Calling a worker a grandmother could be age discrimination – even if they are one, judge rules

Calling an employee a grandmother can amount to age discrimination, even in cases where they are one, a tribunal has ruled.

Anne Dopson, 62, launched a legal challenge after she was referred to as a grandparent in a motoring review for a Renault Kadjar in May 2017.

The former sales director took offence at a piece written by Steve Moody, a publisher at Stag Publications, in an edition of Fleet World magazine, which critiqued the seven-seater vehicle.

Mrs Dopson, who earned £50,000-a-year in her role, complained the review was "a dig at my age" and had "raised a laugh in the office" despite the fact she has a grandson, the tribunal was told.

The grandmother of three later resigned from her job and claimed age discrimination against her employers.

However, while a judge ruled the review was "detrimental" and "less favourable" because it pointed out her age, the claim failed because it was lodged out of time.

'Stylish and functional': the Renault Kadjar review proved contentious

Credit: RENAULT

The review, which was read out at an employment hearing, stated: "So the Kadjar has gone back after a year of service on our fleet.

"In that time myself, Luke Wikner, Nat Middleton, Alex Grant and Anne Dopson have all spent a fair amount of time behind the wheel, which basically means it has had three spells as family transport, one as a ride for the bachelor about town and the other as comfy wheels for a grandmother.

"You can choose who applies to which category. But the point is this: it has performed very well in all roles, being stylish on the outside and functionally superb on the inside. Very impressed indeed, as we all were with the Kadjar."

Mrs Dopson emailed her managing director, which was later filed as a grievance, to say being referred to as a grandmother "doesn’t exactly sit well at the moment".

Her note to Jerry Ramsdale read: "I have no problem with being a grandma and I love and have been called Grandma since 1990 by marriage, and for the last seven years since Tom was born and delight in taking every opportunity to show his pictures to all and sundry, but I don’t agree with what could be perceived as a dig at my age."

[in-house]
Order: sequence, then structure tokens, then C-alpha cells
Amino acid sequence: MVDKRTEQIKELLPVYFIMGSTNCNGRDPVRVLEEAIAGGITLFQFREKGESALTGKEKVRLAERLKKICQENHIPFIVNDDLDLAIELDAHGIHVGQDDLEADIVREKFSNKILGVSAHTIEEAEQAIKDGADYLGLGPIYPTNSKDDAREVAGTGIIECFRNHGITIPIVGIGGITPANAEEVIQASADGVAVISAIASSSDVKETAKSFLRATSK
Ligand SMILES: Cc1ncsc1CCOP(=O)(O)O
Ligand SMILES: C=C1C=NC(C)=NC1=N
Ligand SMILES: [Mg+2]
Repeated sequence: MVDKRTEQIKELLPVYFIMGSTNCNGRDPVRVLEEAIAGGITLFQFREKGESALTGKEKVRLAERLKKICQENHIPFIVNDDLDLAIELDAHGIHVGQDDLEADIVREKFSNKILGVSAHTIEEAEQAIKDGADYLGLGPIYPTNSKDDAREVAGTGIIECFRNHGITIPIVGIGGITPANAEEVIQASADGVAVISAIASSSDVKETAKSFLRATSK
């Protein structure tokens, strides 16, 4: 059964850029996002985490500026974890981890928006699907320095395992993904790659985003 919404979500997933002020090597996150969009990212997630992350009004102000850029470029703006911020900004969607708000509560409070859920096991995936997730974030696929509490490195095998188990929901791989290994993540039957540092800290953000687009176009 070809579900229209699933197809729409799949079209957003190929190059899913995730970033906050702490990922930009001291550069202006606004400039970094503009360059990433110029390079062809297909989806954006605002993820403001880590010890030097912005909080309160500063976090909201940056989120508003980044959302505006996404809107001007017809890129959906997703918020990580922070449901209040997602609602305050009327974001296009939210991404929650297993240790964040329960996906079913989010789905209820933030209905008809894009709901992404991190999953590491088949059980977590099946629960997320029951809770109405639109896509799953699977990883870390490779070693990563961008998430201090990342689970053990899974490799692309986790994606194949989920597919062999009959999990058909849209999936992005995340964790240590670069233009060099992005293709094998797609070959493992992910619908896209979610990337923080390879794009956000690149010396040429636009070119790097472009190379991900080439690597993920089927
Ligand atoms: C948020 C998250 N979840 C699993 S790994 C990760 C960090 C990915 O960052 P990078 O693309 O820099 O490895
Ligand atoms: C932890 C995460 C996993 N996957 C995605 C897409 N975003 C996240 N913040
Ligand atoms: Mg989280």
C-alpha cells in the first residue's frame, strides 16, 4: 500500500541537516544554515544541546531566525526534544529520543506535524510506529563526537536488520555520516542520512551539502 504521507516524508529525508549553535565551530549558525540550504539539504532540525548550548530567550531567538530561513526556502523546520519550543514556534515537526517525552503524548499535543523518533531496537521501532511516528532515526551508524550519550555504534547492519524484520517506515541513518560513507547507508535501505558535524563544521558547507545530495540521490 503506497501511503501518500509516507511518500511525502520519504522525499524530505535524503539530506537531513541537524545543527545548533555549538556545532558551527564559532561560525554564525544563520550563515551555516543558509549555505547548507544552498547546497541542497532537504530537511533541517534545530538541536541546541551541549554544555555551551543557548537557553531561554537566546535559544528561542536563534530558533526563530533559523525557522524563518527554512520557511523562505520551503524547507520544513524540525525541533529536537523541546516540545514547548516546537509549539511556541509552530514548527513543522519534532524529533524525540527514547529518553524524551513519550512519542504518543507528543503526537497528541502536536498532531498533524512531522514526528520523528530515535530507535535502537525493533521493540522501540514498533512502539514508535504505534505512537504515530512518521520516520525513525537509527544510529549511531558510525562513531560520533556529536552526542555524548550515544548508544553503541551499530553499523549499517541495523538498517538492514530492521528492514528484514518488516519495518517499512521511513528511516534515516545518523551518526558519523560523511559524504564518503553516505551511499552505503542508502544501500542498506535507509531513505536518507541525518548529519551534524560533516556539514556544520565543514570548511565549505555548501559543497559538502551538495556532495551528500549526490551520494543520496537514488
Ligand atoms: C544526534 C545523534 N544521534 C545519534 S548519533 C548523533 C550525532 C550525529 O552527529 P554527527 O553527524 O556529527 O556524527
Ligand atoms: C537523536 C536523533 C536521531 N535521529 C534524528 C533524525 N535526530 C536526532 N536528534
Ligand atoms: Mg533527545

The formal grievance was investigated and rejected, which Mrs Dopson later appealed, the tribunal heard.

The tribunal heard Mrs Dopson (who has now moved to Ireland) started a sickness absence in May 2017 from which she never returned.

Luke Wikner, the head of production at the company, then investigated her appeal which was again rejected in what Mrs Dopson said was "flawed", as she felt he was "not impartial", the panel were told.

As a result, she resigned in October 2017 and filed a claim for unfair dismissal, wrongful dismissal and age discrimination to the employment tribunal.

Mrs Dopson’s age discrimination claim failed as it was deemed an "isolated incident" by the tribunal because it was published over three months before she made her claim and outside the "primary time limit". 

Employment judge Oliver Hyams concluded: "Turning to the claim about the reference to Mrs Dopson having used the review vehicle as "comfy wheels for a grandmother", we accepted that the article was detrimental treatment and that it was less favourable treatment of Mrs Dopson because of her age, i.e. direct discrimination."

However, Judge Hyams added: "That article was not relied on as part of an accumulation of conduct which, taken together, amounted to a breach of the implied term of trust and confidence. The only thing done by Stag Publications that was in any way wrongful was the way in which Mr Wikner dealt with Mrs Dopson’s grievance."

Mrs Dopson’s claims of unfair dismissal, wrongful dismissal and age discrimination failed and were dismissed. 

The tribunal concluded that whether she is entitled any unpaid holiday or commission payments will be determined at a later date.

Leave a Reply

Your email address will not be published. Required fields are marked *